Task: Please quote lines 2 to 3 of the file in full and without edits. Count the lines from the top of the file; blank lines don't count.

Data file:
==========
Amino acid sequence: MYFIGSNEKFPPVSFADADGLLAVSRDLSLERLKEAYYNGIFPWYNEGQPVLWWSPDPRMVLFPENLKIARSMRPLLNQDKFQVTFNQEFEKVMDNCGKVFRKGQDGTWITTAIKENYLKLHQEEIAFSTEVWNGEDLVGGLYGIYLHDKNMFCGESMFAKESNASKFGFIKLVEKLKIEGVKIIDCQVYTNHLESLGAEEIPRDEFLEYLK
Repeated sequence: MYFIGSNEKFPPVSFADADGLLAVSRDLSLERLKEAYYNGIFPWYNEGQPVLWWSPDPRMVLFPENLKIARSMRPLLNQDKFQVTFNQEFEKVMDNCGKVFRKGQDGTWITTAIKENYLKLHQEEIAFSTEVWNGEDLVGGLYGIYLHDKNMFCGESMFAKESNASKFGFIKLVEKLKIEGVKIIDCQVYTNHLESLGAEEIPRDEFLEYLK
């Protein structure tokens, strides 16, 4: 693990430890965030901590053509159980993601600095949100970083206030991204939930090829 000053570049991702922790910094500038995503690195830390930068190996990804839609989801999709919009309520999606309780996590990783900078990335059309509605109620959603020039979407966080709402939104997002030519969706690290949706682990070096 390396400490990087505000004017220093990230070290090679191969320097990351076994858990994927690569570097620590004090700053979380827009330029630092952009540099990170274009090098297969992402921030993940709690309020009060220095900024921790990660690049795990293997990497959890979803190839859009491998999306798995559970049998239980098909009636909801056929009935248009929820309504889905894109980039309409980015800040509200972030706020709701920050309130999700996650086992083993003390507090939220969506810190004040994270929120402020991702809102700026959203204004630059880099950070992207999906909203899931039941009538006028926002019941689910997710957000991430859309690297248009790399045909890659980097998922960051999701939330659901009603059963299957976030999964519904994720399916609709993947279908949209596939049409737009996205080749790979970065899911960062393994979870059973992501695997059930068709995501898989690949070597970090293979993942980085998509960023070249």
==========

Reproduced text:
Repeated sequence: MYFIGSNEKFPPVSFADADGLLAVSRDLSLERLKEAYYNGIFPWYNEGQPVLWWSPDPRMVLFPENLKIARSMRPLLNQDKFQVTFNQEFEKVMDNCGKVFRKGQDGTWITTAIKENYLKLHQEEIAFSTEVWNGEDLVGGLYGIYLHDKNMFCGESMFAKESNASKFGFIKLVEKLKIEGVKIIDCQVYTNHLESLGAEEIPRDEFLEYLK
């Protein structure tokens, strides 16, 4: 693990430890965030901590053509159980993601600095949100970083206030991204939930090829 000053570049991702922790910094500038995503690195830390930068190996990804839609989801999709919009309520999606309780996590990783900078990335059309509605109620959603020039979407966080709402939104997002030519969706690290949706682990070096 390396400490990087505000004017220093990230070290090679191969320097990351076994858990994927690569570097620590004090700053979380827009330029630092952009540099990170274009090098297969992402921030993940709690309020009060220095900024921790990660690049795990293997990497959890979803190839859009491998999306798995559970049998239980098909009636909801056929009935248009929820309504889905894109980039309409980015800040509200972030706020709701920050309130999700996650086992083993003390507090939220969506810190004040994270929120402020991702809102700026959203204004630059880099950070992207999906909203899931039941009538006028926002019941689910997710957000991430859309690297248009790399045909890659980097998922960051999701939330659901009603059963299957976030999964519904994720399916609709993947279908949209596939049409737009996205080749790979970065899911960062393994979870059973992501695997059930068709995501898989690949070597970090293979993942980085998509960023070249």